Larger deals often involve a more streamlined decision-making process with clearer procedures and greater urgency. Companies may have predefined budgets and project scopes for high-value investments, leading to faster decisions. In contrast, smaller deals, falling within discretionary spending limits, might require more validation and consensus among stakeholders, extending the decision timeline.

Risk Perception: 

Larger deals might involve more upfront planning and negotiation, with risks being thoroughly assessed and mitigated early in the sales process. For smaller deals, the perceived risk might be lower, leading to a more extended evaluation period as stakeholders might deprioritize these decisions in favor of more pressing matters.

Executive Involvement: 

As suggested, deals over $50K are more likely to have direct executive involvement from the start, ensuring alignment with strategic goals and faster decision-making. Smaller deals might not initially warrant this level of attention, causing delays as they work their way up the decision ladder for approvals.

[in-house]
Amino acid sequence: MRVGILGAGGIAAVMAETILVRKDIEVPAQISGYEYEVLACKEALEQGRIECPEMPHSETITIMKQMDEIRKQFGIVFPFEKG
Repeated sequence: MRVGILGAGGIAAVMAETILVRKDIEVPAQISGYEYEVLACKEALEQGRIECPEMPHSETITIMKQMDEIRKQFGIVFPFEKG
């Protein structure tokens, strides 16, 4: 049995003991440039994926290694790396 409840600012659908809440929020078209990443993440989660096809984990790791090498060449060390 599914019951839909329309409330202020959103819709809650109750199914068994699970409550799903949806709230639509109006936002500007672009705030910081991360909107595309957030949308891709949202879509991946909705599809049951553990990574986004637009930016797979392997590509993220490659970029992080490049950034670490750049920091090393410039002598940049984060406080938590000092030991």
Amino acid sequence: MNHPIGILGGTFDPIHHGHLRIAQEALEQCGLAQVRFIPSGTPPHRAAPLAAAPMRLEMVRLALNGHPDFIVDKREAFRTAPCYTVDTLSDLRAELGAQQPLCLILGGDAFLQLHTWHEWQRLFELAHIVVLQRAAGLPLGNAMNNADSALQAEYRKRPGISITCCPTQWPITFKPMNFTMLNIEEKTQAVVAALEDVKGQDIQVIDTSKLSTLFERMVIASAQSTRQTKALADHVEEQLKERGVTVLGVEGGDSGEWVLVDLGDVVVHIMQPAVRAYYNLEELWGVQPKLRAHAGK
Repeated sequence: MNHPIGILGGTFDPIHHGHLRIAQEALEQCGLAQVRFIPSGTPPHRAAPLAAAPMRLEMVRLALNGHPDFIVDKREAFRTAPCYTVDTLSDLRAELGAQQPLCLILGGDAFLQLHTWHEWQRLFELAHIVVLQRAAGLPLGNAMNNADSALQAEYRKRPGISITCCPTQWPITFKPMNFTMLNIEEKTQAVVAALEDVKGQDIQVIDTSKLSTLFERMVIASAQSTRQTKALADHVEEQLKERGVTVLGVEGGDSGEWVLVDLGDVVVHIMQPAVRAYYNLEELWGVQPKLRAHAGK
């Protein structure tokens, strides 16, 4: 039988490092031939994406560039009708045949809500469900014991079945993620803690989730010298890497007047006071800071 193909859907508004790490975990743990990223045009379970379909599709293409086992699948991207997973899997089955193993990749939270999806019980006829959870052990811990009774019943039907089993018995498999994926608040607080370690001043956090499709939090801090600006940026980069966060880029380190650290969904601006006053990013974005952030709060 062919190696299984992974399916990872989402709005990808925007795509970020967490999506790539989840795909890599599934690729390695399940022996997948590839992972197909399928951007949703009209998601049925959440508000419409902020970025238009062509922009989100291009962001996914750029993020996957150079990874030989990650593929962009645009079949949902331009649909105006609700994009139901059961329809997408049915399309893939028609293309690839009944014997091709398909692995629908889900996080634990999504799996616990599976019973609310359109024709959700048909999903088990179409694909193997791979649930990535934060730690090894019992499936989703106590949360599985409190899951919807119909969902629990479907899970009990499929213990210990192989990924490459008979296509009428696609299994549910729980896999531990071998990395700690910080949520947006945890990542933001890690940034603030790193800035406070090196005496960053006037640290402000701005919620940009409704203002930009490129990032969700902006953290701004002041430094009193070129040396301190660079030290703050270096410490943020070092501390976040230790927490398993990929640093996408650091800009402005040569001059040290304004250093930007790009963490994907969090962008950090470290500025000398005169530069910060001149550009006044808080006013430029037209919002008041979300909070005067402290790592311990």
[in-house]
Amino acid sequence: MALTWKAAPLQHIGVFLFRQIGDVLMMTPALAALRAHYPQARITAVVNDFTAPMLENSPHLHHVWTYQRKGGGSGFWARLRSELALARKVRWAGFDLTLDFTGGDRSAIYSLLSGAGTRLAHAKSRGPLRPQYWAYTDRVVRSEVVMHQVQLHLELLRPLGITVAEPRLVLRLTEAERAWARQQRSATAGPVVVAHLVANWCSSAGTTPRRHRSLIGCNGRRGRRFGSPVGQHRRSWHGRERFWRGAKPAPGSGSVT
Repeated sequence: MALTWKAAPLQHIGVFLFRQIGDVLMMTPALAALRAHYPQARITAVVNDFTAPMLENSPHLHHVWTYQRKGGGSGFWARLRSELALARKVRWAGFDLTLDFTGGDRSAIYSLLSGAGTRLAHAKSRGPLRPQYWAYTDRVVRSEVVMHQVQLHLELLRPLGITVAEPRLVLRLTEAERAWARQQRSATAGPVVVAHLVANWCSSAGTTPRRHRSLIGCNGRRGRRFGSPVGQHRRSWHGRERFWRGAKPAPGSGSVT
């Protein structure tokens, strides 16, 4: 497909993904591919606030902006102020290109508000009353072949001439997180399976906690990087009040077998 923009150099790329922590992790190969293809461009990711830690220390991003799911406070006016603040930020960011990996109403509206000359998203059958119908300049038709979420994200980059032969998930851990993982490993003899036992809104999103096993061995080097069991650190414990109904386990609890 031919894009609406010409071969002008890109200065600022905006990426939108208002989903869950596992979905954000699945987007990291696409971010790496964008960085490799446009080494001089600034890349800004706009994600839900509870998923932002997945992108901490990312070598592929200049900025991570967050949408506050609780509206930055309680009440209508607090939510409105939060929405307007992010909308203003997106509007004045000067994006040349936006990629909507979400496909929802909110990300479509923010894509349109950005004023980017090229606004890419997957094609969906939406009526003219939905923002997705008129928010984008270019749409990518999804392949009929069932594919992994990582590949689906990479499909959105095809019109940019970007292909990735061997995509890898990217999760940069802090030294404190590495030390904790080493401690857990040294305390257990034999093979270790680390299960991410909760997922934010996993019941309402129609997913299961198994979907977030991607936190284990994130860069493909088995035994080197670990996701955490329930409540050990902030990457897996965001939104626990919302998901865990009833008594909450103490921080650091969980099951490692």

Resource Allocation: 

Larger deals often command more resources, including dedicated sales and support teams, which can efficiently address concerns and push the deal forward. Smaller deals might not receive the same level of resource commitment, leading to slower progress.

Negotiation and Customization: 

High-value deals may involve more negotiation on terms and conditions and customization of solutions, which, paradoxically, can expedite closure once these negotiations are satisfactorily resolved. In contrast, smaller deals, while seemingly straightforward, might get bogged down in departmental approvals or budget allocations.


Organizations might prioritize closing larger deals due to their significant impact on revenue and strategic objectives. Smaller deals, despite their number, may not individually influence broader company goals as much and thus might not be pushed as aggressively.

Sales Strategy and Cycle: 

The sales cycle for larger deals is often more structured, with a clear understanding of the steps required to close. Smaller deals might follow a less formal process, leading to variability in closure times.

Buyer's Journey Alignment: